What almost all of us will see is a personal cost of living that is growing faster than the interest returns on our savings. This is what negative real interest rates look like in our lives. And the reason one can be confident that almost all of the people trying this test with their own bank statements and own bills will see exactly what is described - is that both the low interest earnings and the somewhat greater increase in prices are quite openly stated matters of national policy.
A Deliberate & Possibly Long-Term Situation
Now does this situation exist because governments have some malicious goal of hurting savers? No, I don't believe that at all. Instead there are some practical and very compelling governmental motivations for creating "negative real interest rates".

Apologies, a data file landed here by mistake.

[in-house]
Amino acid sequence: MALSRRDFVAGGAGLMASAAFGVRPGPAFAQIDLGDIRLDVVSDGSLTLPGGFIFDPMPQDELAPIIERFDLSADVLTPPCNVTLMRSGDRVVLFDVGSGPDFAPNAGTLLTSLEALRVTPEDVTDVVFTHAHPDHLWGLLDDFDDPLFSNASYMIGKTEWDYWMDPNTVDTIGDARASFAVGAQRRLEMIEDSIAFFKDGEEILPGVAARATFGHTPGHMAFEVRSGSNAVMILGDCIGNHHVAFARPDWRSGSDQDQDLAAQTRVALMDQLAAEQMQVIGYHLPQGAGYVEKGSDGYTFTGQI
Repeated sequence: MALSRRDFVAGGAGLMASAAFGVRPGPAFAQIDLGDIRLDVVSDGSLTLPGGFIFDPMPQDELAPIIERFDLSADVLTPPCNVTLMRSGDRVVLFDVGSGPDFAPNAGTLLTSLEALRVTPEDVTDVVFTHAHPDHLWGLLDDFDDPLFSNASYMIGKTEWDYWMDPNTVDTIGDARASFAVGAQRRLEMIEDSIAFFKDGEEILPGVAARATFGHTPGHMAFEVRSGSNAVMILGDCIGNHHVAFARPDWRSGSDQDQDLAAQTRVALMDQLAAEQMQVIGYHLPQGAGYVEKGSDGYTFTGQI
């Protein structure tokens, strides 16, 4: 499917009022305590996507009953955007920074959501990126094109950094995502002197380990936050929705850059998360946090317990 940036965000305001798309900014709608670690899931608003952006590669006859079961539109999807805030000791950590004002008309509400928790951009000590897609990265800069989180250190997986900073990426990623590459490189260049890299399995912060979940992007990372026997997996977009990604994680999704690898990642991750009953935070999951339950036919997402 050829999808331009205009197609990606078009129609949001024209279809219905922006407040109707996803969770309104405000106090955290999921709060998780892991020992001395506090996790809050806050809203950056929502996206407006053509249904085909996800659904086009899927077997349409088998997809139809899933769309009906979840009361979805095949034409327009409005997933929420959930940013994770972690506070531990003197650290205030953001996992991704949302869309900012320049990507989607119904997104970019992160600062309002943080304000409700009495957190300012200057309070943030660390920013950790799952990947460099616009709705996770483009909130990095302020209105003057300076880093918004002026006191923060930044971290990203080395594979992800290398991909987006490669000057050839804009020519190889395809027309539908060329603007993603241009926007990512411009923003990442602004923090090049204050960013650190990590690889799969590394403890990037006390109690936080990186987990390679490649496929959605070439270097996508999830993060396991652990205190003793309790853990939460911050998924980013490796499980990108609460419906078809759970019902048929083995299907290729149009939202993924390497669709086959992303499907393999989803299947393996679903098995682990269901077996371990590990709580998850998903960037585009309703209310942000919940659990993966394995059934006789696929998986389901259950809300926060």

First, as explored here, many of the most prominent economists in the world, including people like Lawrence Summers and Paul Krugman, strongly and openly advocate these economic policies as being the best way to create economic growth and stimulate job creation. Crucially, what these economists fear and are attempting to fight is what is known as "secular stagnation", with "secular" meaning long term, i.e. ten years or more.
Now if the problem could last for ten years or more, it's reasonable to anticipate that the attempted "cure" could last for ten years or more. And regardless of the reasons for why this is being done, the side effect would be slashed standards of living for retirees relying on their investment income lasting for potentially many years. This could mean an extended reversal of financial planning projections, with wealth destruction replacing wealth creation inside of many retirement accounts, in inflation-adjusted terms.